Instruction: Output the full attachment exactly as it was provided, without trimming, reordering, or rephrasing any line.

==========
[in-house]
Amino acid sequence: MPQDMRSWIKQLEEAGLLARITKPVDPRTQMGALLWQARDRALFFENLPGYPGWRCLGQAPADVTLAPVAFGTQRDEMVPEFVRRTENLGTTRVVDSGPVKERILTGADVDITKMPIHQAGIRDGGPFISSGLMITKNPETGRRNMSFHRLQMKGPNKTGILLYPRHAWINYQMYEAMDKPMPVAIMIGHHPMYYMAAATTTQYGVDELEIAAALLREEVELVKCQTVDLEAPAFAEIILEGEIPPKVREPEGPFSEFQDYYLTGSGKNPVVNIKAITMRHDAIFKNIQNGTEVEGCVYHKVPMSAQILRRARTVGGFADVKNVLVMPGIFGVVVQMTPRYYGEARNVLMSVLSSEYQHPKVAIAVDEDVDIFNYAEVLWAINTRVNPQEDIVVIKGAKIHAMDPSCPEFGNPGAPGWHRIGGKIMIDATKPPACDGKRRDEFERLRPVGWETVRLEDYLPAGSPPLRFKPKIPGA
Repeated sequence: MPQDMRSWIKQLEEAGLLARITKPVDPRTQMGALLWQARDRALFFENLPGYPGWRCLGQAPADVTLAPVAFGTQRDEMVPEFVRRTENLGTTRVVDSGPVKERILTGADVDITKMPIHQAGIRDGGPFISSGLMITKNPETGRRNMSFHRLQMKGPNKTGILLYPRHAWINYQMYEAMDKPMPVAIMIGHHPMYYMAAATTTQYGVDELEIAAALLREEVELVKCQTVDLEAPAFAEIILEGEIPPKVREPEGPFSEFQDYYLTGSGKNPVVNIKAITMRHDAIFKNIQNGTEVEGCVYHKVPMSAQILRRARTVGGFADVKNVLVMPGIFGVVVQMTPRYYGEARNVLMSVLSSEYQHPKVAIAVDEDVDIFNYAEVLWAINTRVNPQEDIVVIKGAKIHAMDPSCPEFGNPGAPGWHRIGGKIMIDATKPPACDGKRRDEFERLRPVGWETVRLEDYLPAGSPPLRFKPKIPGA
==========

[in-house]
Amino acid sequence: MPQDMRSWIKQLEEAGLLARITKPVDPRTQMGALLWQARDRALFFENLPGYPGWRCLGQAPADVTLAPVAFGTQRDEMVPEFVRRTENLGTTRVVDSGPVKERILTGADVDITKMPIHQAGIRDGGPFISSGLMITKNPETGRRNMSFHRLQMKGPNKTGILLYPRHAWINYQMYEAMDKPMPVAIMIGHHPMYYMAAATTTQYGVDELEIAAALLREEVELVKCQTVDLEAPAFAEIILEGEIPPKVREPEGPFSEFQDYYLTGSGKNPVVNIKAITMRHDAIFKNIQNGTEVEGCVYHKVPMSAQILRRARTVGGFADVKNVLVMPGIFGVVVQMTPRYYGEARNVLMSVLSSEYQHPKVAIAVDEDVDIFNYAEVLWAINTRVNPQEDIVVIKGAKIHAMDPSCPEFGNPGAPGWHRIGGKIMIDATKPPACDGKRRDEFERLRPVGWETVRLEDYLPAGSPPLRFKPKIPGA
Repeated sequence: MPQDMRSWIKQLEEAGLLARITKPVDPRTQMGALLWQARDRALFFENLPGYPGWRCLGQAPADVTLAPVAFGTQRDEMVPEFVRRTENLGTTRVVDSGPVKERILTGADVDITKMPIHQAGIRDGGPFISSGLMITKNPETGRRNMSFHRLQMKGPNKTGILLYPRHAWINYQMYEAMDKPMPVAIMIGHHPMYYMAAATTTQYGVDELEIAAALLREEVELVKCQTVDLEAPAFAEIILEGEIPPKVREPEGPFSEFQDYYLTGSGKNPVVNIKAITMRHDAIFKNIQNGTEVEGCVYHKVPMSAQILRRARTVGGFADVKNVLVMPGIFGVVVQMTPRYYGEARNVLMSVLSSEYQHPKVAIAVDEDVDIFNYAEVLWAINTRVNPQEDIVVIKGAKIHAMDPSCPEFGNPGAPGWHRIGGKIMIDATKPPACDGKRRDEFERLRPVGWETVRLEDYLPAGSPPLRFKPKIPGA